the surface,into the water current. As the clam grows        along the edge of the mantle that can detect shadows
 larger. it burron's deeper. and its siphons lengthen ac-     and movement and aid in avoiding predators. The
cordinglv. The softshell clam is rarelv dislodged from        e-l,es    ma)' be blue, red, gold, or other colors. depend-
 its deep burrow; therefore its need for rapid burrow-        ing on species. Along the mantle edge are mantle
 ing abilitv is much lessthan that of the cockle, and its     tentacles, which are sensitive to touch and contain
                                                              cells sensiriveto chemical information (chemorecep-
foot is much smaller.
     The bent-nosed clam is nof a filter feeder, but a        tors). These aid the scallop in perceiving its environ-
deposit feeder, using its long. maneuverable incur-           ment as it swims through the water bv clapping its
 rent sipbon to probe along the surface of the sediment       valves together (see Plate 86).




                                                                                                          r:atr+l'ra*.f.p_4!
     THEtsIVALVES.


               NfiUSSEL-




                                                                   SGALLO.P.




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                                                 i rl G,U        F e. .
                                                 EXGUFJ NT iSI }i .'',}!
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                                                 FO@T.
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                               GtANI -
      24
      ftfiOLLUSGAN
                 D[VERSffifs
      SHELLEDGASTR@P@DS

     The gastropods (Class Gastropoda) are the largest
                                                                                                       tenacity and remain securely fastened against
     class of molluscs; 15.000 fossil forms are identified.                                                                                                                       strong
                                                                                                       waves and most predators.
     and existing speciesnumber well over
                                            1r,000.                                                        The abalone has a pair of sensory tentacles and,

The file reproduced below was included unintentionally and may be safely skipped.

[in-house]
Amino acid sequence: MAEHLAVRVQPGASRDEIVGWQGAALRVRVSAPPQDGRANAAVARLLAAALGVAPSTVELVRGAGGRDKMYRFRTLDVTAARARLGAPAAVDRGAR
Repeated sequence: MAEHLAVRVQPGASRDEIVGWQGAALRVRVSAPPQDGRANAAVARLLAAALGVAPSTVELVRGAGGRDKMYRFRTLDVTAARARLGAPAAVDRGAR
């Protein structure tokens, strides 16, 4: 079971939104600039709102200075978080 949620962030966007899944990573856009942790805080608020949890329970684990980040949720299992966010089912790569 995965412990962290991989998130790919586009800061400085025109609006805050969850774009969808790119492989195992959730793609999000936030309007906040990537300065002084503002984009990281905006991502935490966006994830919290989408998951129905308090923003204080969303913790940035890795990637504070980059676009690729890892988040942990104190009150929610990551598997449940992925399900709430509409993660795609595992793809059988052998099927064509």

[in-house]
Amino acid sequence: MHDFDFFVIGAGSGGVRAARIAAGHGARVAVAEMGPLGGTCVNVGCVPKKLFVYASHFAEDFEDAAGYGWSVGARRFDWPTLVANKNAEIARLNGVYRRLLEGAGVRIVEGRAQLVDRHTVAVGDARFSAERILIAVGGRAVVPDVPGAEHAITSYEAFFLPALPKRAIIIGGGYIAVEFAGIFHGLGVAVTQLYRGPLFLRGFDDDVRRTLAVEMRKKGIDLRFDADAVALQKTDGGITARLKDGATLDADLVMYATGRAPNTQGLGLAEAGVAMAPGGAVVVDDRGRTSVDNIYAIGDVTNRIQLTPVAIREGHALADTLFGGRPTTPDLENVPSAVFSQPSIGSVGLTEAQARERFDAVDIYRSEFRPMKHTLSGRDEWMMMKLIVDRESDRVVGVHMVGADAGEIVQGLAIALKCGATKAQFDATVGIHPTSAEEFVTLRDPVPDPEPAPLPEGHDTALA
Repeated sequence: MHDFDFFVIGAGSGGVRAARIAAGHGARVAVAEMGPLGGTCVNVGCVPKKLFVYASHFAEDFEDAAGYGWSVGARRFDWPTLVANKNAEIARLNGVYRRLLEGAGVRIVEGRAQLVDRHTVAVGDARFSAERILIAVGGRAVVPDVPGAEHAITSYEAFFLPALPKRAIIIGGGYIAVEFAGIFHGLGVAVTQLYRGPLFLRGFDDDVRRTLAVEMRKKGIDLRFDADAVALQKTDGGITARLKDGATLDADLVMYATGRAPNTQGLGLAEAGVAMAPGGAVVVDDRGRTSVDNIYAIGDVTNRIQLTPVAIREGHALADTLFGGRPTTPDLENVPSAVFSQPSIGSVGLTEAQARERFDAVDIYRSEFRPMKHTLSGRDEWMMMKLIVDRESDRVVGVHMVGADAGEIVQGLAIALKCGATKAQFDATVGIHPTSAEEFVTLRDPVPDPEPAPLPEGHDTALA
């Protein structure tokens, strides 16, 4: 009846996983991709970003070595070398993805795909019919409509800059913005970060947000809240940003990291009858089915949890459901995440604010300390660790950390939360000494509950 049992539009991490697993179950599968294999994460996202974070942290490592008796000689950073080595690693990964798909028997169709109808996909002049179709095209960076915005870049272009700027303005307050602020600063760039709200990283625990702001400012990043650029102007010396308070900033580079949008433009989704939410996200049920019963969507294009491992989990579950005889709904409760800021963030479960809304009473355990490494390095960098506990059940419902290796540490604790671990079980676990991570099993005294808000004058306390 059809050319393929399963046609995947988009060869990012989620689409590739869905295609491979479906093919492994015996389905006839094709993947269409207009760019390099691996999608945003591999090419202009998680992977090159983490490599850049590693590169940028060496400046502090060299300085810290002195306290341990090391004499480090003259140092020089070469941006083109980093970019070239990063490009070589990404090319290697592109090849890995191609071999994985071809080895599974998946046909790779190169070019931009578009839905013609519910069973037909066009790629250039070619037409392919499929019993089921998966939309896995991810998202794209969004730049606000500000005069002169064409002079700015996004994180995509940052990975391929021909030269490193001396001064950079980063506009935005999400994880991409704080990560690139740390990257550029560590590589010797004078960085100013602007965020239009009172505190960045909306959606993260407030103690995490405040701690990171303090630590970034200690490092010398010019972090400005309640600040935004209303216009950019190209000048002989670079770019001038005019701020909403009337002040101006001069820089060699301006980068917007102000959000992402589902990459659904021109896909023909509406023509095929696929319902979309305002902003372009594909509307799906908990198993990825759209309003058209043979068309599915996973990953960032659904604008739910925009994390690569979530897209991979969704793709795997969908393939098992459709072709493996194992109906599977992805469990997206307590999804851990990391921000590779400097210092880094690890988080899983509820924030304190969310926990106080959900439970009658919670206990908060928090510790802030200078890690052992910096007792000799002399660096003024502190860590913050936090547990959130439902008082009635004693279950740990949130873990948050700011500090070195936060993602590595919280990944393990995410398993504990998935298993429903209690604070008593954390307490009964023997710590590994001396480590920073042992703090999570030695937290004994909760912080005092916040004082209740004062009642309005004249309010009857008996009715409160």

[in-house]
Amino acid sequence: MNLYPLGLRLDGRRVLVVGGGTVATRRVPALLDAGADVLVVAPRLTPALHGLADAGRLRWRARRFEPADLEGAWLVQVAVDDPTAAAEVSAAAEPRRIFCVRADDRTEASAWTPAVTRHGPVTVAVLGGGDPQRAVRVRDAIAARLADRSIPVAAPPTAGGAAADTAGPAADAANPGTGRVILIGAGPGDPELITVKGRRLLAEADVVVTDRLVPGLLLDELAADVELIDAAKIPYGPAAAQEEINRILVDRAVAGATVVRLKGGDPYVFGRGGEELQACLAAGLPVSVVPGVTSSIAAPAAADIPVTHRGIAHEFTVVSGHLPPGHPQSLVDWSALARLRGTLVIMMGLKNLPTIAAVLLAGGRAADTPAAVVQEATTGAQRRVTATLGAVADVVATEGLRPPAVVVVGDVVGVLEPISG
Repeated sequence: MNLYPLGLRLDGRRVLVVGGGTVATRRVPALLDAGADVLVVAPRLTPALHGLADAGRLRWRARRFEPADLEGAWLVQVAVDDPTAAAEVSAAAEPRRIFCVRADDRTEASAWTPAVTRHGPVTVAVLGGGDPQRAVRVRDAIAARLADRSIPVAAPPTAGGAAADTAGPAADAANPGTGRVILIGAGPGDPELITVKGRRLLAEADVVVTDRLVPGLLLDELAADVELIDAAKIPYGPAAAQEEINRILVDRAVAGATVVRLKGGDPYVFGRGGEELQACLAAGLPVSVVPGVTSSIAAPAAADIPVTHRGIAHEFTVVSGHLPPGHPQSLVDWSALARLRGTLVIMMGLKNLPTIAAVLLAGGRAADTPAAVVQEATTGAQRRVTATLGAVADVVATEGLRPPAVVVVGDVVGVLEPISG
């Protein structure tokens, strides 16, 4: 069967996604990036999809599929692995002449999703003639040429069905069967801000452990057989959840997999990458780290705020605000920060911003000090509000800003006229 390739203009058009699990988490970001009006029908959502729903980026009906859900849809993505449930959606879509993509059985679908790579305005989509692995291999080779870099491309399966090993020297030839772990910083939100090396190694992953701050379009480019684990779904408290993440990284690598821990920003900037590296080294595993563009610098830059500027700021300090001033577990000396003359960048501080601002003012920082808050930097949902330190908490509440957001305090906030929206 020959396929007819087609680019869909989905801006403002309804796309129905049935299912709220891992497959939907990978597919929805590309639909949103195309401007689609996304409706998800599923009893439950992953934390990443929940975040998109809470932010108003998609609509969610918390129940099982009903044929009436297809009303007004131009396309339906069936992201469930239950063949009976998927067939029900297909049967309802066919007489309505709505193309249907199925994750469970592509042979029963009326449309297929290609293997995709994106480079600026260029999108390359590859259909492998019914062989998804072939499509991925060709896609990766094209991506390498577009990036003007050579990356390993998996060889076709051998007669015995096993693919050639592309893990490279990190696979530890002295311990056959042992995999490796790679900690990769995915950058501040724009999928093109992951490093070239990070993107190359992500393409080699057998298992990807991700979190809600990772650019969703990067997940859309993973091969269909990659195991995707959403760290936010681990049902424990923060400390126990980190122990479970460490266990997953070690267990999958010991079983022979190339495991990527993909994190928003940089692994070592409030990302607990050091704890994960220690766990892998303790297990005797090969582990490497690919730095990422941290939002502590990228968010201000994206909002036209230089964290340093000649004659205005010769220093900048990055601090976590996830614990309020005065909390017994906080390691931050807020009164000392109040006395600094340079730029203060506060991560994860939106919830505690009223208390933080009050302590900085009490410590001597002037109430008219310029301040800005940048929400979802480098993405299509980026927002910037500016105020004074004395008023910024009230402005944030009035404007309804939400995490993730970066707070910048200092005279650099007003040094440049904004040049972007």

a,
                                                                                                       large mouth. Around thefoot of the abalone is
    Color the lower empty shell of the tullp snail                                                                                                                               a man-
                                                                                                      tle from which the epipodial tentacles protrude
    and use a light color for the body whorl.                                                                                                                                        . If
                                                                                                      the epipodial tentacles aie touched, the mantle
                                                                                                                                                                                      re_
    Most gastropod shells are built as a series of spirals,                                           tracts and a strong muscular contraction of the
    called whorls. The tip, or apex, of the shell, is                                                                                                                              foot
                                                         the                                          brings the shell down tightlv against the rock surface
                                                                                                                                                                                        .
    smallest uthorl laid down bv the snail in the earlv part                                             The abalone shell, measuring up to
                                                                                                                                                                        -i-.5 centi_
   of its life. As the snail grows, it lavs don,n rhe                                                meters in some species,has several openings through
                                                          in_
   termediate u,borls I'hich form the spire of the                                                   n'hich the excurrent respiratort. $.ater flows.
                                                       shell.                                                                                                                    Theie
   The final large spiral is the boctl,uthorl, rerminaring                                           excurrent openings also carrv out the w.aste
                                                           ar                                                                                                               products